Only eight days separated the two government reports, yet they seemed to describe completely different realities.
The first showed a weak economy that – coupled with the highest inflation in 40 years – caused consumers nothing but grief. The second reflected a juggernaut creating jobs faster than workers could be found to fill them, with an unemployment rate matching the pre-pandemic low of 3.5 percent.
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“It is normal for different economic indicators to point in different directions. It is the magnitude of the discrepancies that is unprecedented at this point,” said Jason Furman, former top economic adviser to President Barack Obama. “It’s not just that the economy is growing on the one hand and contracting on the other. It grows incredibly strong on one side, while in another it shrinks at a pretty decent clip.
In Washington, President Biden took a job-growth victory round on Friday as he took credit for gas prices falling for more than 50 consecutive days. But he also acknowledged the discrepancy between the sunny employment report and the inflation headache that many households are battling.
“I know people will hear today’s extraordinary jobs report and say they don’t see it, they don’t feel it in their own lives,” the president said, speaking from a White House balcony. “I know how difficult it is. I know it’s hard to feel good about job creation when you already have a job and you’re dealing with rising prices, food and gas, and much more. I get it.”
The surprisingly robust job count seemed to call into question the president’s argument that the economy is undergoing a “transition” from last year’s faster growth rates to a slower, more sustainable pace.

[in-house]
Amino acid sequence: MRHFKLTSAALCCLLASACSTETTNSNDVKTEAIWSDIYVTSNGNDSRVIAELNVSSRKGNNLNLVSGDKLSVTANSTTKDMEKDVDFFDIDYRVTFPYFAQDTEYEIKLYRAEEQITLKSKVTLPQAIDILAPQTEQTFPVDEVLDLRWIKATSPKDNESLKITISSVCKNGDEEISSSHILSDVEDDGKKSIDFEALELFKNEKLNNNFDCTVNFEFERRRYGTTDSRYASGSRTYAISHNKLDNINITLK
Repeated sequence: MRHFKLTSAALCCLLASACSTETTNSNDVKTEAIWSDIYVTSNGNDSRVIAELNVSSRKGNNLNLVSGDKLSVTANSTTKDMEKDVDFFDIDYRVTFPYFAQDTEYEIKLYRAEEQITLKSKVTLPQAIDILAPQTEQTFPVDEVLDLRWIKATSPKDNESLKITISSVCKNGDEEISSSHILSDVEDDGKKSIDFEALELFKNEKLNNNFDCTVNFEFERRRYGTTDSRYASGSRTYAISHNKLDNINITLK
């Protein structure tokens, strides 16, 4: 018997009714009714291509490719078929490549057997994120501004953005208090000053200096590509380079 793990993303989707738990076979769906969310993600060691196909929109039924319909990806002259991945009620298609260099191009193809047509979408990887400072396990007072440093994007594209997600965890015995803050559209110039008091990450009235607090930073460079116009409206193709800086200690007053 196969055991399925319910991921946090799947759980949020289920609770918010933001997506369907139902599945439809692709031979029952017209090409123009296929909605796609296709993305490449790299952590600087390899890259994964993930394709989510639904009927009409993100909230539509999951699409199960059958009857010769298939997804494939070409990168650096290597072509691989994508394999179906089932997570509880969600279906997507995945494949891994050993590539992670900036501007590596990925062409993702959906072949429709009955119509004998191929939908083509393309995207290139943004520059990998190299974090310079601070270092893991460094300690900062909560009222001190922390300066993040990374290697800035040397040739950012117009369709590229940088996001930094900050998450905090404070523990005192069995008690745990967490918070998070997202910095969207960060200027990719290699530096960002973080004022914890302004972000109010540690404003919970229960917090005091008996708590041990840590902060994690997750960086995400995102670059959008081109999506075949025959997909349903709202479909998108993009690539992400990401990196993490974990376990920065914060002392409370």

No one expects the economy to continue producing half a million new jobs every month. No one thinks it could be without inflation remaining at uncomfortable levels.
Nearly five months after the Federal Reserve began raising interest rates to cool the economy and curb the highest inflation rate since the early 1980s, the labor market report showed the country’s central bank has more work to do. Average hourly wages for private sector workers have risen 5.2 percent over the past year, suggesting the kind of wage-price spiral the Fed is determined to prevent.
Last month, the Fed raised its benchmark rate to a range of 2.25 percent to 2.5 percent, the highest level in nearly four years. But in “real” or inflation-adjusted terms, borrowing costs remain very negative, spurring economic growth.
Fed Chair Jerome H. Powell said last month additional rate hikes are likely when policymakers meet on Sept. 21. we get between now and then,” he told reporters.
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Investors see a 70 percent chance of the bigger move, according to CME Group, which tracks purchases of derivatives tied to the central bank’s policy rate.